Asset-Backed Securities Regulation - White Papers

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Dodd-Frank Timeline, Disclosure for Asset-Backed Securities, SEC
Final Rule Issue Effective Date Compliance Date
January 26, 2011 March 28, 2011 February 14, 2012
Dodd-Frank Timeline, Issuer Review of Assets in Asset-Backed Securities, SEC
Final Rule Issue Effective Date Compliance Date
January 25, 2011 March 28, 2011 December 31, 2011
Dodd-Frank Timeline, Suspension of the Duty to File Reports for Classes of Asset-Backed Securities, SEC
Comment Deadline Final Rule Issue Effective Date
February 7, 2011 August 23, 2011 September 22, 2011
Dodd-Frank Timeline, Shelf Eligibility Requirements for Asset-Backed Securities
Proposal Date Comment File Reopened New Comment Deadline
August 5, 2011 February 25, 2014 March 28, 2014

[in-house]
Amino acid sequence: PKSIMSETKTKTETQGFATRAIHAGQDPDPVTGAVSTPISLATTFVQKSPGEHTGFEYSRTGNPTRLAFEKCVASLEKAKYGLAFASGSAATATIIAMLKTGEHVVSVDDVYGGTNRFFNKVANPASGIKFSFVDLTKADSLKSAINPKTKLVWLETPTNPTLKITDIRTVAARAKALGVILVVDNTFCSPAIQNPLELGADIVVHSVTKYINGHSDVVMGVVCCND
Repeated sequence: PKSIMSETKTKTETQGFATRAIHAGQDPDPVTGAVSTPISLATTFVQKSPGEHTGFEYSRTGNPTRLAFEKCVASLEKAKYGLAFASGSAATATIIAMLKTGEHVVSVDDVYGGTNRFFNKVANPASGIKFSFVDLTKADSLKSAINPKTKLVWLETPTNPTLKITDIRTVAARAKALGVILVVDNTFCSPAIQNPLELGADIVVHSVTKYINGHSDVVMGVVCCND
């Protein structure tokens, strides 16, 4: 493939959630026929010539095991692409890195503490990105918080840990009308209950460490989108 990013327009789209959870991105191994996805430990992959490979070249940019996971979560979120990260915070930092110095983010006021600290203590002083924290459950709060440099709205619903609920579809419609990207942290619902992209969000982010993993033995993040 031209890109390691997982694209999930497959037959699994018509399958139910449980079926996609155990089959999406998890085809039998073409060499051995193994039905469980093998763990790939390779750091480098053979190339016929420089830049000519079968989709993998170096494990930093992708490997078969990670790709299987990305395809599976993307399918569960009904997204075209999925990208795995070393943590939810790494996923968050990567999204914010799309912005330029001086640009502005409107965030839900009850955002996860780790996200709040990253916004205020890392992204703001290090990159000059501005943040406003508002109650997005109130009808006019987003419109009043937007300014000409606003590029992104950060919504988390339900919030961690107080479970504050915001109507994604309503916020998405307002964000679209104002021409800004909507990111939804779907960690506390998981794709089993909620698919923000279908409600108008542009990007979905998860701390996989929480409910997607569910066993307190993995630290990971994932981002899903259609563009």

White papers, studies and other research into asset-backed securities regulation.

Qualified Residential Mortgage: Background Data Analysis on Credit Risk Retention - August 2013

August 2013

This document, which was prepared by Joshua White and Scott Bauguess of the SEC Division of Economic and Risk Analysis (DERA), provides an analysis of serious delinquencies among non-GSE securitized mortgages (“private label mortgages”) to address these comments, and to further understand the potential economic effects related to the definition of the term QRM. This analysis also considers the impact of the qualified mortgage (QM) definition on serious delinquency, including the effect of setting QRM guidelines narrower than those for QM.

From the summary:

"We find, consistent with the threshold analysis in the 2011 proposing release, that higher FICO scores and lower CLTV ratios are associated with significantly lower levels of serious delinquency, both statistically and economically. Even modest restrictions on FICO scores or CLTV ratios for QM-eligible loans are associated with significant reductions in SDQ rates. As we describe in Appendix A, all of these results are subject to potential biases due to restricted data on loan features, and there is indication that this bias leads us to overestimate the effect of CLTV while underestimating the true impact of FICO, and most other loan factors."

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